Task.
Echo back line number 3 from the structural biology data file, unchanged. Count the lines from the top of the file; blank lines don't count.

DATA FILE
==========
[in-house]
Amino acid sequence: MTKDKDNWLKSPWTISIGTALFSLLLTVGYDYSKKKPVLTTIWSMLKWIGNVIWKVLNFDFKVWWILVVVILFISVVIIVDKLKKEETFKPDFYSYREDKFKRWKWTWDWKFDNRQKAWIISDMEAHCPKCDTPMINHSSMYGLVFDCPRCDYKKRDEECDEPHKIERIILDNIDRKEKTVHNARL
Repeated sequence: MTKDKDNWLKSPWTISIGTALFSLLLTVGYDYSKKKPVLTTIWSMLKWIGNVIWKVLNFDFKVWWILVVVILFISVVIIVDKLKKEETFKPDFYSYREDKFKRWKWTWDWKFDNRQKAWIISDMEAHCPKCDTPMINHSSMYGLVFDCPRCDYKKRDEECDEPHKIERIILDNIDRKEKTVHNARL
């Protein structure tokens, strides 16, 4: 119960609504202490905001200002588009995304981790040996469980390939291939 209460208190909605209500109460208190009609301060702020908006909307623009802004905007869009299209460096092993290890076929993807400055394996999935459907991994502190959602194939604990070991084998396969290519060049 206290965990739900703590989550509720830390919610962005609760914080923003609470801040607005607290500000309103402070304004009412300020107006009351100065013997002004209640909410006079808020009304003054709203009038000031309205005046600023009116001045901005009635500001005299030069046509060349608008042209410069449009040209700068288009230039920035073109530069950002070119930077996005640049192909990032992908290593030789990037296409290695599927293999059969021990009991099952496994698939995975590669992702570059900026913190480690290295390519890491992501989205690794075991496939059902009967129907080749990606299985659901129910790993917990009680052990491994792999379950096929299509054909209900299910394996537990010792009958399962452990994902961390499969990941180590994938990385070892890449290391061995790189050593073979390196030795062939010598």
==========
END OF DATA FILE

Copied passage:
Repeated sequence: MTKDKDNWLKSPWTISIGTALFSLLLTVGYDYSKKKPVLTTIWSMLKWIGNVIWKVLNFDFKVWWILVVVILFISVVIIVDKLKKEETFKPDFYSYREDKFKRWKWTWDWKFDNRQKAWIISDMEAHCPKCDTPMINHSSMYGLVFDCPRCDYKKRDEECDEPHKIERIILDNIDRKEKTVHNARL